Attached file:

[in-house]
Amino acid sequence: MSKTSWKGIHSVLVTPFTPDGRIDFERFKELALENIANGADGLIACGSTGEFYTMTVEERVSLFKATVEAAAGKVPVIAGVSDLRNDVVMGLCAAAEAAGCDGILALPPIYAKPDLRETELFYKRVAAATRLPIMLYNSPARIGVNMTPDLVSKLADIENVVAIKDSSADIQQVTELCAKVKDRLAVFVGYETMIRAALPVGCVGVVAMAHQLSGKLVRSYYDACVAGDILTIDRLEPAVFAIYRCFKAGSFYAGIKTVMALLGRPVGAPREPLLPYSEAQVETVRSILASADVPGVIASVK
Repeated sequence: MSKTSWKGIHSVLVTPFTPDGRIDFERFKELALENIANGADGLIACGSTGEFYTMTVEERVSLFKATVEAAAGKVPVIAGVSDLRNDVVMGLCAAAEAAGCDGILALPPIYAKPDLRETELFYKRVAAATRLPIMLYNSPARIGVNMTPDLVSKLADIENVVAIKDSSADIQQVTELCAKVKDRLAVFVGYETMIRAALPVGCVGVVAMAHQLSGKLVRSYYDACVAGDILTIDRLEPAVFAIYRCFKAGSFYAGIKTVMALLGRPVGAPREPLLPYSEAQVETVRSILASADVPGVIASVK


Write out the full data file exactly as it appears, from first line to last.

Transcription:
[in-house]
Amino acid sequence: MSKTSWKGIHSVLVTPFTPDGRIDFERFKELALENIANGADGLIACGSTGEFYTMTVEERVSLFKATVEAAAGKVPVIAGVSDLRNDVVMGLCAAAEAAGCDGILALPPIYAKPDLRETELFYKRVAAATRLPIMLYNSPARIGVNMTPDLVSKLADIENVVAIKDSSADIQQVTELCAKVKDRLAVFVGYETMIRAALPVGCVGVVAMAHQLSGKLVRSYYDACVAGDILTIDRLEPAVFAIYRCFKAGSFYAGIKTVMALLGRPVGAPREPLLPYSEAQVETVRSILASADVPGVIASVK
Repeated sequence: MSKTSWKGIHSVLVTPFTPDGRIDFERFKELALENIANGADGLIACGSTGEFYTMTVEERVSLFKATVEAAAGKVPVIAGVSDLRNDVVMGLCAAAEAAGCDGILALPPIYAKPDLRETELFYKRVAAATRLPIMLYNSPARIGVNMTPDLVSKLADIENVVAIKDSSADIQQVTELCAKVKDRLAVFVGYETMIRAALPVGCVGVVAMAHQLSGKLVRSYYDACVAGDILTIDRLEPAVFAIYRCFKAGSFYAGIKTVMALLGRPVGAPREPLLPYSEAQVETVRSILASADVPGVIASVK